My half-day, planned-to-the-minute interview was to run from 8:30 in the morning until around 1:30. Ushered from office to office, I met with my potential colleagues and answered their questions about my job, my interests, my passions and my life; biggest change, best strength, one weakness, what would your manager say you need to work on, what do you like about your job/hate about your job. The clock whirled past 1:30. My interview finally ended at 3:30, and I was shmattered. Drained, I felt my switch super-glue and stick in the on notch so that when I walked into my sister’s house at the end of the day, I sat at her kitchen table and nodded, smiled, answered, nodded, smiled, and answered until they realized I hadn’t heard a word they’d said. My brain was mush. And when I surfaced and shared that I hoped it went well, my family all laughed at me. An interview lasting an unheard of 7 hours had to have gone well…right?

Right. They offered me the position right before I left for vacation, and sent me the official letter while I was on sunning on the beach. I had to take a drug test within two business days of receiving the letter, so while I was on vacation; to help, the company sent through directions to the nearest LabCorps in Atlantic City, New Jersey, our family vacation spot. Yes…AC…where drug paraphanelia once washed up alongside seashells. Naturally I passed as if there were any doubt, although Mom raised her eyebrow at me once or twice before the results were in.

When I got back from AC on Friday, I gave a lot of thought to if I wanted to leave NYC and this morning (a mere 3 weeks after it all started), I officially accepted the position. Another move, another change, another adventure. And to quote one of my favorite books, “so it goes…” and I’m going with it.

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So I am not really sure how to start this blog. I thought about an introduction, telling you (whoever you may be) about me, but then I figured that most of you know me and I have probably already told you I am starting a blog, so what’s the point in introductions.

Then I debated about just jumping in with some of the random posts that pop into my head throughout the day, when I turn to my friend Niamh (rhymes with Steve, not Ni-am-ha) and say “I want to blog that.”

Or maybe the best choice is a story since that seems to be what I do best; tell stories. But which one should I go with, which one should set the tone for this blog…keep you interested in reading again?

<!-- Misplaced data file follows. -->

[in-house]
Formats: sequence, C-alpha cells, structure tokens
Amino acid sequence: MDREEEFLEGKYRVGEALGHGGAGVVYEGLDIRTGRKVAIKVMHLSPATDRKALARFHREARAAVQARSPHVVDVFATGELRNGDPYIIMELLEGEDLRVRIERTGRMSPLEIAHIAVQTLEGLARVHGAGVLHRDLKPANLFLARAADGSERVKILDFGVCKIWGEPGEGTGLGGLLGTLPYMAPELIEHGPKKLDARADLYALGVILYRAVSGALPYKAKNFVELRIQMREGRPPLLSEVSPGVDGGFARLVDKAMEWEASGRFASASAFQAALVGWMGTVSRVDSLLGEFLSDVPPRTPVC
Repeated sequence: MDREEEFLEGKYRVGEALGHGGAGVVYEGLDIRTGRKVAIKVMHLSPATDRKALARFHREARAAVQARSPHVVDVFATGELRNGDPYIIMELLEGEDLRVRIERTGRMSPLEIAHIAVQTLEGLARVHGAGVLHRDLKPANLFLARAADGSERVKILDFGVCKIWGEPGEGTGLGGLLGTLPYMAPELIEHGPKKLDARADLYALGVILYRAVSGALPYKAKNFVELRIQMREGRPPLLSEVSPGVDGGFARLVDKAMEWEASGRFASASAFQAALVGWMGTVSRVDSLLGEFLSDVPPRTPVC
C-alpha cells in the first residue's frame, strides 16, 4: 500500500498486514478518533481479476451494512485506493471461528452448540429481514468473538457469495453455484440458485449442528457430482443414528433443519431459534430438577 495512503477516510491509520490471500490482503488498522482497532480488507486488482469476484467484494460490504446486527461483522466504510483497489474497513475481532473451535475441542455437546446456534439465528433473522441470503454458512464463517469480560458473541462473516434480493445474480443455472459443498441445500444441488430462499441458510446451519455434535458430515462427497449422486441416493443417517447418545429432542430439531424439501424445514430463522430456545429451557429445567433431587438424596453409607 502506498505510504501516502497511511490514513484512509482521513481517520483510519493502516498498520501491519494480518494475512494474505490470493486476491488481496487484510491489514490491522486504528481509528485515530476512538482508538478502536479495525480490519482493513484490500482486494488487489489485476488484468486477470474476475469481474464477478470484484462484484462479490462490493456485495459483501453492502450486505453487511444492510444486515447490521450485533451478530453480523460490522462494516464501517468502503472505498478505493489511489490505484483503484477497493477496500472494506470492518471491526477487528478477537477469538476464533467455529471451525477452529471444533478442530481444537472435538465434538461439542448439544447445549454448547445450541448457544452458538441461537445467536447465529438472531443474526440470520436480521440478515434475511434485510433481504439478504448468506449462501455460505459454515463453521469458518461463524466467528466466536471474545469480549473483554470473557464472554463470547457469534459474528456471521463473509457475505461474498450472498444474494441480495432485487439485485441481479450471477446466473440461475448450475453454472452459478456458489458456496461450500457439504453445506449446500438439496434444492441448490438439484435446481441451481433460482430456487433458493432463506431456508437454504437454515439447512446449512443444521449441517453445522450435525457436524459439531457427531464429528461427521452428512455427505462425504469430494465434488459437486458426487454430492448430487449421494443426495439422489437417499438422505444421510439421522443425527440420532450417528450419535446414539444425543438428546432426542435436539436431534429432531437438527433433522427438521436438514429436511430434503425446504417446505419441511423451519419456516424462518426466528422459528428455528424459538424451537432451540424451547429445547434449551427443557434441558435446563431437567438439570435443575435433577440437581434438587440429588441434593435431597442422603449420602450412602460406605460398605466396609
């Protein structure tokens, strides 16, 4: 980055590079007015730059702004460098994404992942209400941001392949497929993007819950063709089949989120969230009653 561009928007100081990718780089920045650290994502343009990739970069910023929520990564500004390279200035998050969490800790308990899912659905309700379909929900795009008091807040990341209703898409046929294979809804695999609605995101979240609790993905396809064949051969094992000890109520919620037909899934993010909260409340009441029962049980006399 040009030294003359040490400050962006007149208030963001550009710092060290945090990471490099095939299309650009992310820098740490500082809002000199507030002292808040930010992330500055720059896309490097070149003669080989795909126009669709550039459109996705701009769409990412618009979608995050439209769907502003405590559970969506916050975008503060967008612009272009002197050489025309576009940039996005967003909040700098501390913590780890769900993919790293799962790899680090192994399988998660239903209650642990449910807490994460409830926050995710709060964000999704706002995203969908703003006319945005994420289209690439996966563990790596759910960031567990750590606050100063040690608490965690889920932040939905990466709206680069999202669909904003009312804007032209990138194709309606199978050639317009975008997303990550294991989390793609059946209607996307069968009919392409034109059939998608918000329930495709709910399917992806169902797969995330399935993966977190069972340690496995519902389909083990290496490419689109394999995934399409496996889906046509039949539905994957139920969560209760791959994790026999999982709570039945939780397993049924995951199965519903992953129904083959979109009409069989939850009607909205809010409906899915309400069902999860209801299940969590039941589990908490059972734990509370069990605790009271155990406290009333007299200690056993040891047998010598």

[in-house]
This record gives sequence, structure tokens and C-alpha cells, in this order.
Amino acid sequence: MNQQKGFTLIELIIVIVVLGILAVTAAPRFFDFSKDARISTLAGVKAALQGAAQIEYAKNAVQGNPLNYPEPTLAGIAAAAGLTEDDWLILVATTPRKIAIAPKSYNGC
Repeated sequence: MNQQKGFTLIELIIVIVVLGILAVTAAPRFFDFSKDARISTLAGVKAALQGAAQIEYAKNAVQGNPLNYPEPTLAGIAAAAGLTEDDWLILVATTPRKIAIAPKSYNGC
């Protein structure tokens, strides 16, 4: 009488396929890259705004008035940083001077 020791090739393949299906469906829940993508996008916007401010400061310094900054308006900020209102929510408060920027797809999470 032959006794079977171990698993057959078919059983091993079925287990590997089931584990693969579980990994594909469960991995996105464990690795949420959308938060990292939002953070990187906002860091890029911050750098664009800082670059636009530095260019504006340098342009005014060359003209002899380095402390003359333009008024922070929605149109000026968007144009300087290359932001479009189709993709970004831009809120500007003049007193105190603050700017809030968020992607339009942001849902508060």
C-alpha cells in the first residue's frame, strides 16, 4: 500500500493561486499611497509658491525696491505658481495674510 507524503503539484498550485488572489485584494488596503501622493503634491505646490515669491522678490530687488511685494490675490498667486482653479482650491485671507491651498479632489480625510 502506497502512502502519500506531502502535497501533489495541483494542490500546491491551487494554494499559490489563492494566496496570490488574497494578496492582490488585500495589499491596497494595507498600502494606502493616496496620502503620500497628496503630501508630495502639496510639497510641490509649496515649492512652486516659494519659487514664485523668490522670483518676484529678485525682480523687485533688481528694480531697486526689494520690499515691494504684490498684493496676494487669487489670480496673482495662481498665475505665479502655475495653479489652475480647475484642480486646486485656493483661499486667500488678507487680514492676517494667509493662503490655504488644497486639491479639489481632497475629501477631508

I think I’ll start with me.

Nine months ago I began my New York City experience, moving up from rural Pennsylvania with 3 suitcases, 2 parents, 1 job and no place to live. I transplanted from a town where the ratio of cows to people was 3:1 and the ratio of monuments to people, 2:1. I didn’t think I’d find many similarities to the Big Apple and my Apple Country, but surprisingly a few do exist. Bobble-neck pigeons seem to outnumber humans in the same way as the cows, a 3:1 clump I constantly dodge. Their impatient surges from the sidewalk have me batting my hands in a wild attempt to swat them away.

The monuments of Soldiers and cannons lining cornfields were replaced by obelisk skyscrapers shadowing suits and skirts, their height soaring in comparison to the transit masses.

I learned a great deal in those first few months. I learned never to order a cosmo because of SATC. I learned the 456 and NRW and everything in between. I knew where in my neighborhood had the best brunch and a great HousingWorks shop. I knew to ignore Times Square. I knew where to find a comfy bookstore and a good cup of coffee. I grew to love the noise and yet be able to find the quiet. I grew to recognize the man at the top of 33rd and Park’s subway stop who yelled, “Paper, Good Morning New York, Free Paper, Get Your Paper here…AM New York” then leaned over to nod, “nice skirt” at me as I tramped up the last few steps. That was probably the coolest part (not the man’s compliment), but when I learned my way around, I no longer felt like a tourist.